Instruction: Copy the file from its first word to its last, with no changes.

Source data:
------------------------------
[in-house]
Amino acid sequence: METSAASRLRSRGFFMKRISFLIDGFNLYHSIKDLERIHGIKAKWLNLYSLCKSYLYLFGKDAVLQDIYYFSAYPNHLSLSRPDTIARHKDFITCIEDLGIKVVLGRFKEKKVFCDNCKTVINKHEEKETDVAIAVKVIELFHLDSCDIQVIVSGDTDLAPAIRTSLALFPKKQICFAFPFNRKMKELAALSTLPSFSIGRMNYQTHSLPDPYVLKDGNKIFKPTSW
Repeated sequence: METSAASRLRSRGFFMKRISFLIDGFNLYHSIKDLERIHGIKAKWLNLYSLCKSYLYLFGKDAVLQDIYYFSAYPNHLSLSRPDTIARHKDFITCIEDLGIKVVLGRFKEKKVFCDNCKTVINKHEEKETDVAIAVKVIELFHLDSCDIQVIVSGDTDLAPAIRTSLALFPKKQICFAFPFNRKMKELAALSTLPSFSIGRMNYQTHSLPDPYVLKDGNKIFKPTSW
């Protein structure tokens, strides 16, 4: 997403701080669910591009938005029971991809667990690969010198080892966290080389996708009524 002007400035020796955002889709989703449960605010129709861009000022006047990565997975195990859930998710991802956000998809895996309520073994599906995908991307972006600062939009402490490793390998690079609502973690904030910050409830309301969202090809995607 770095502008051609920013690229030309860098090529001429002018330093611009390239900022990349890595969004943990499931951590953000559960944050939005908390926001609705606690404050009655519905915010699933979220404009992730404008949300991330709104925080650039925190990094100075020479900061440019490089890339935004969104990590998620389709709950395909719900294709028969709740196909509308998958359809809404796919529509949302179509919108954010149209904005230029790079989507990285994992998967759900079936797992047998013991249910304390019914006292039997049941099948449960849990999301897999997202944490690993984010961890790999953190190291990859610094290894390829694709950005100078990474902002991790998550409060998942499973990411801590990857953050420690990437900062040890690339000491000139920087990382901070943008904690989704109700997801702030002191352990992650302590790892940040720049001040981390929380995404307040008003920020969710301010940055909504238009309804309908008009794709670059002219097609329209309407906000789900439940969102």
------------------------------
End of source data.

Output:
[in-house]
Amino acid sequence: METSAASRLRSRGFFMKRISFLIDGFNLYHSIKDLERIHGIKAKWLNLYSLCKSYLYLFGKDAVLQDIYYFSAYPNHLSLSRPDTIARHKDFITCIEDLGIKVVLGRFKEKKVFCDNCKTVINKHEEKETDVAIAVKVIELFHLDSCDIQVIVSGDTDLAPAIRTSLALFPKKQICFAFPFNRKMKELAALSTLPSFSIGRMNYQTHSLPDPYVLKDGNKIFKPTSW
Repeated sequence: METSAASRLRSRGFFMKRISFLIDGFNLYHSIKDLERIHGIKAKWLNLYSLCKSYLYLFGKDAVLQDIYYFSAYPNHLSLSRPDTIARHKDFITCIEDLGIKVVLGRFKEKKVFCDNCKTVINKHEEKETDVAIAVKVIELFHLDSCDIQVIVSGDTDLAPAIRTSLALFPKKQICFAFPFNRKMKELAALSTLPSFSIGRMNYQTHSLPDPYVLKDGNKIFKPTSW
């Protein structure tokens, strides 16, 4: 997403701080669910591009938005029971991809667990690969010198080892966290080389996708009524 002007400035020796955002889709989703449960605010129709861009000022006047990565997975195990859930998710991802956000998809895996309520073994599906995908991307972006600062939009402490490793390998690079609502973690904030910050409830309301969202090809995607 770095502008051609920013690229030309860098090529001429002018330093611009390239900022990349890595969004943990499931951590953000559960944050939005908390926001609705606690404050009655519905915010699933979220404009992730404008949300991330709104925080650039925190990094100075020479900061440019490089890339935004969104990590998620389709709950395909719900294709028969709740196909509308998958359809809404796919529509949302179509919108954010149209904005230029790079989507990285994992998967759900079936797992047998013991249910304390019914006292039997049941099948449960849990999301897999997202944490690993984010961890790999953190190291990859610094290894390829694709950005100078990474902002991790998550409060998942499973990411801590990857953050420690990437900062040890690339000491000139920087990382901070943008904690989704109700997801702030002191352990992650302590790892940040720049001040981390929380995404307040008003920020969710301010940055909504238009309804309908008009794709670059002219097609329209309407906000789900439940969102």